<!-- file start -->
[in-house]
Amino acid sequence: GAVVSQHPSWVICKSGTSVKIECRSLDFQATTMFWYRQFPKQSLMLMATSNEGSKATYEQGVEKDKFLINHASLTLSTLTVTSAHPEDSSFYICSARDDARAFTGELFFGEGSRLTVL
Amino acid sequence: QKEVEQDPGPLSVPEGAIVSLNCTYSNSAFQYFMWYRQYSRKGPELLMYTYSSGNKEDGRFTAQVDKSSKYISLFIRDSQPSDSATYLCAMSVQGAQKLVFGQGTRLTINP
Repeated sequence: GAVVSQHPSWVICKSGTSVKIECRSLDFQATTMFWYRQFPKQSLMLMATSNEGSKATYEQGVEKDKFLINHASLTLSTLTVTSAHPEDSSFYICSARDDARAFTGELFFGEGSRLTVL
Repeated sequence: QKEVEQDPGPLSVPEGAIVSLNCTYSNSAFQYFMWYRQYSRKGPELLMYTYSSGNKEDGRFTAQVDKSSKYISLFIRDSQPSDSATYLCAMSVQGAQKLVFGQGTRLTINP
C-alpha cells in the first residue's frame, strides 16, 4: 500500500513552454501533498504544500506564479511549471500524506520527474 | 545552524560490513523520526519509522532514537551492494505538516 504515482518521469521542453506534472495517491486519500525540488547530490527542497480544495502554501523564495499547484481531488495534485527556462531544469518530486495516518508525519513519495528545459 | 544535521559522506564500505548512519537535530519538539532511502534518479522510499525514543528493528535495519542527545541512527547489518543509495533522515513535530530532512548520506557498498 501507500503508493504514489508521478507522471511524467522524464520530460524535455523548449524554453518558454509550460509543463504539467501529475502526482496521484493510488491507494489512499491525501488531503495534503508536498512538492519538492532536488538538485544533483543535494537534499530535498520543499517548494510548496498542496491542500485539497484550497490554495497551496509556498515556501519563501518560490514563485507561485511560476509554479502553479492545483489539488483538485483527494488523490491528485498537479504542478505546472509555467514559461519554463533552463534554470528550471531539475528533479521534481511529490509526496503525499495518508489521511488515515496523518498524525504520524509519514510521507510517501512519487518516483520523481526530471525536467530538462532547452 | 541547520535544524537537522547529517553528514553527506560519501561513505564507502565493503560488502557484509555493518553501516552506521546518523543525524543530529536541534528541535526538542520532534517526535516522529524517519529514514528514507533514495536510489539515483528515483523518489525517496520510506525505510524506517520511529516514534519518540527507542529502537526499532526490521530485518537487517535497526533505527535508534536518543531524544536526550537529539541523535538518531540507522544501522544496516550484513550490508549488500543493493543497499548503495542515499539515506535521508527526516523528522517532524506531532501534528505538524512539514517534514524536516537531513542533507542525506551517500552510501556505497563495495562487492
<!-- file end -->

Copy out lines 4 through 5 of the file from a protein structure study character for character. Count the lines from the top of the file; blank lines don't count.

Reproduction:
Repeated sequence: GAVVSQHPSWVICKSGTSVKIECRSLDFQATTMFWYRQFPKQSLMLMATSNEGSKATYEQGVEKDKFLINHASLTLSTLTVTSAHPEDSSFYICSARDDARAFTGELFFGEGSRLTVL
Repeated sequence: QKEVEQDPGPLSVPEGAIVSLNCTYSNSAFQYFMWYRQYSRKGPELLMYTYSSGNKEDGRFTAQVDKSSKYISLFIRDSQPSDSATYLCAMSVQGAQKLVFGQGTRLTINP